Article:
IF I were asked to describe the world today, I would say that it had hardly changed since 2,200 years ago when Archimedes, the Greek mathematician and physicist, bragged that he could move the world if only he had the lever to lift it. For all his ingenuity, I think he went way too far off in making that claim. He definitely couldn't have done that. This is because the world is an ovaloid sphere 12,760 km in diameter rotating on its axis in 23 hours, 56 minutes, and 4.09 seconds, and it is revolving around the sun. It has a mass in tons of about 5.98 x 10 raised to the 21st power and a volume in cubic meters of about 1.08 x 10 raised to the 21st power. That's simply too heavy, too massive, and too fast-moving for Archimedes to lift with a lever.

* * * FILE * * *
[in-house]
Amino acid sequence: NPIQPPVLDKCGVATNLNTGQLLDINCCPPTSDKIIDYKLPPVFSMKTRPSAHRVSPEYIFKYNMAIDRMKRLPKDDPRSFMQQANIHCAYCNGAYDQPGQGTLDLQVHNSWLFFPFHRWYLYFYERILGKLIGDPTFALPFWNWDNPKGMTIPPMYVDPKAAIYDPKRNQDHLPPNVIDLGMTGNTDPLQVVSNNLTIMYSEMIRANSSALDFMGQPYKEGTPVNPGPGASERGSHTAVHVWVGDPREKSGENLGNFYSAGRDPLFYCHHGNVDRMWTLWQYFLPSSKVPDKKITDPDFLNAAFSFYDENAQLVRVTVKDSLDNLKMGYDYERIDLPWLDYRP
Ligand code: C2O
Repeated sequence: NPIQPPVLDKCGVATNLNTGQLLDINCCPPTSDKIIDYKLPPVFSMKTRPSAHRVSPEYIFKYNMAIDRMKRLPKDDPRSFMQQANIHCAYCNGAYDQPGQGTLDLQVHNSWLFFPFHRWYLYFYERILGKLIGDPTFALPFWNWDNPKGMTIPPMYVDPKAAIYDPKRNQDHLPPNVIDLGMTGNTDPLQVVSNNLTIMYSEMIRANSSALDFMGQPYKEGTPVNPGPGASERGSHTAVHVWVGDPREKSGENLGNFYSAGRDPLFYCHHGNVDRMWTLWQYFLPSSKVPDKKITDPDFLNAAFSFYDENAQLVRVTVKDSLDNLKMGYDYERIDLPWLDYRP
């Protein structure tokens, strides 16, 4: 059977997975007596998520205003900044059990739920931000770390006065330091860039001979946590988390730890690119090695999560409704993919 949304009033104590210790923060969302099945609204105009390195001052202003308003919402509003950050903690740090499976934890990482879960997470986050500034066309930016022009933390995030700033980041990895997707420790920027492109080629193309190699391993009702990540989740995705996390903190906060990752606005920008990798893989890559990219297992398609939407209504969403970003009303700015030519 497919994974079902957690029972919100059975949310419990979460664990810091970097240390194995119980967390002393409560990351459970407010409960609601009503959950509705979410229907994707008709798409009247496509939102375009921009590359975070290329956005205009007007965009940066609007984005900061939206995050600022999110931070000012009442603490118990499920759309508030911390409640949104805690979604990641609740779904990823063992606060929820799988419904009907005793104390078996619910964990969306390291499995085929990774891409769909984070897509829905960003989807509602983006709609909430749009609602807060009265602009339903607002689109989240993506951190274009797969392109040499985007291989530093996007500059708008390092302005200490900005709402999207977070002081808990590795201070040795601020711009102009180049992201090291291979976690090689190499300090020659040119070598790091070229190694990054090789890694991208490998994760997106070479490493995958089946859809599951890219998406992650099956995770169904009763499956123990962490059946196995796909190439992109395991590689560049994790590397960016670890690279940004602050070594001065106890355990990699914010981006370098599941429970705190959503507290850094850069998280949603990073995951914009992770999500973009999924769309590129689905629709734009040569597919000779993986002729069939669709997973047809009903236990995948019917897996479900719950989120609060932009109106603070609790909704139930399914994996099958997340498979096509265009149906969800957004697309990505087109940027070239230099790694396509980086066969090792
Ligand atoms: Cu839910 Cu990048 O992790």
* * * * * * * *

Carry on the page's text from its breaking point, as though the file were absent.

Despite his overarching audacity, Archimedes was understandably not in a position to know during his time those attributes of the world. It was, in fact, only 1,750 years later that the Polish astronomer and polymath Nicolaus Copernicus, after long and sustained observation, concluded that Earth wasn't the center of the universe but was just one of the planets orbiting the bigger — and he thought stationary — sun. But on this, even Copernicus himself was only partly right. Centuries later, in the early 1600s, the Italian astronomer-mathematician Galileo Galilee demonstrated that the sun wasn't stationary in the heavens at all. It was rotating on its own axis in a perpetually moving spiral arm of the galaxy that we now call the Milky Way.

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